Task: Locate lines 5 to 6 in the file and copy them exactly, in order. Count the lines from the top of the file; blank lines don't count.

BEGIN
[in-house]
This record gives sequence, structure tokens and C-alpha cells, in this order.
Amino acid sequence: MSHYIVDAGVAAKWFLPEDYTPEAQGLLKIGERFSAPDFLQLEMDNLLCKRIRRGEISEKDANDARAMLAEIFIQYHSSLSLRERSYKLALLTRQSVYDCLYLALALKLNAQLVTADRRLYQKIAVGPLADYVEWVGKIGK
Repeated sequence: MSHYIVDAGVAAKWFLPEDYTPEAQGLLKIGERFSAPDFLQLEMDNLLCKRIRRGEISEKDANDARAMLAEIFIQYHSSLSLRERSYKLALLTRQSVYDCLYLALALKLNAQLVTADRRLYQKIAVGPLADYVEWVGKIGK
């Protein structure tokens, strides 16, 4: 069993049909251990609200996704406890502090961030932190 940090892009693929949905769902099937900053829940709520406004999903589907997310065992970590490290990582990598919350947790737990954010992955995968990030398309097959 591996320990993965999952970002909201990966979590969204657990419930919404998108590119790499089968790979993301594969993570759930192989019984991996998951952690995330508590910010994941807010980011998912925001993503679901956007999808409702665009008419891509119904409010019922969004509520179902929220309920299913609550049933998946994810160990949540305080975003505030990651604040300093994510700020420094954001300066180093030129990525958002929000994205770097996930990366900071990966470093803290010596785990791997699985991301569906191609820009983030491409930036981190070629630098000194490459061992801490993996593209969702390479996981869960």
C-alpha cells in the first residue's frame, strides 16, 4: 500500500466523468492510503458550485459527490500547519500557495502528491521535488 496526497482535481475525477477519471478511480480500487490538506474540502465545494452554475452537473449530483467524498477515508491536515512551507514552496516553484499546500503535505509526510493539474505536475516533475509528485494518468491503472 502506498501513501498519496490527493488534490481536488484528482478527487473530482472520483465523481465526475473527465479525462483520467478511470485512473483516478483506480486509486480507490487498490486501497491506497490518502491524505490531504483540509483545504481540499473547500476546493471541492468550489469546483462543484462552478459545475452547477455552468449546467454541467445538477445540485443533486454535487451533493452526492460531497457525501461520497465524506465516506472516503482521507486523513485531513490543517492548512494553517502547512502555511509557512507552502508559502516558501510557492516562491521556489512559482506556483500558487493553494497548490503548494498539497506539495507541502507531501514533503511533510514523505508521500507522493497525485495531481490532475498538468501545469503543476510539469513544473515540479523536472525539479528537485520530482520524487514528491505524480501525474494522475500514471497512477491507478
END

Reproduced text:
């Protein structure tokens, strides 16, 4: 069993049909251990609200996704406890502090961030932190 940090892009693929949905769902099937900053829940709520406004999903589907997310065992970590490290990582990598919350947790737990954010992955995968990030398309097959 591996320990993965999952970002909201990966979590969204657990419930919404998108590119790499089968790979993301594969993570759930192989019984991996998951952690995330508590910010994941807010980011998912925001993503679901956007999808409702665009008419891509119904409010019922969004509520179902929220309920299913609550049933998946994810160990949540305080975003505030990651604040300093994510700020420094954001300066180093030129990525958002929000994205770097996930990366900071990966470093803290010596785990791997699985991301569906191609820009983030491409930036981190070629630098000194490459061992801490993996593209969702390479996981869960």
C-alpha cells in the first residue's frame, strides 16, 4: 500500500466523468492510503458550485459527490500547519500557495502528491521535488 496526497482535481475525477477519471478511480480500487490538506474540502465545494452554475452537473449530483467524498477515508491536515512551507514552496516553484499546500503535505509526510493539474505536475516533475509528485494518468491503472 502506498501513501498519496490527493488534490481536488484528482478527487473530482472520483465523481465526475473527465479525462483520467478511470485512473483516478483506480486509486480507490487498490486501497491506497490518502491524505490531504483540509483545504481540499473547500476546493471541492468550489469546483462543484462552478459545475452547477455552468449546467454541467445538477445540485443533486454535487451533493452526492460531497457525501461520497465524506465516506472516503482521507486523513485531513490543517492548512494553517502547512502555511509557512507552502508559502516558501510557492516562491521556489512559482506556483500558487493553494497548490503548494498539497506539495507541502507531501514533503511533510514523505508521500507522493497525485495531481490532475498538468501545469503543476510539469513544473515540479523536472525539479528537485520530482520524487514528491505524480501525474494522475500514471497512477491507478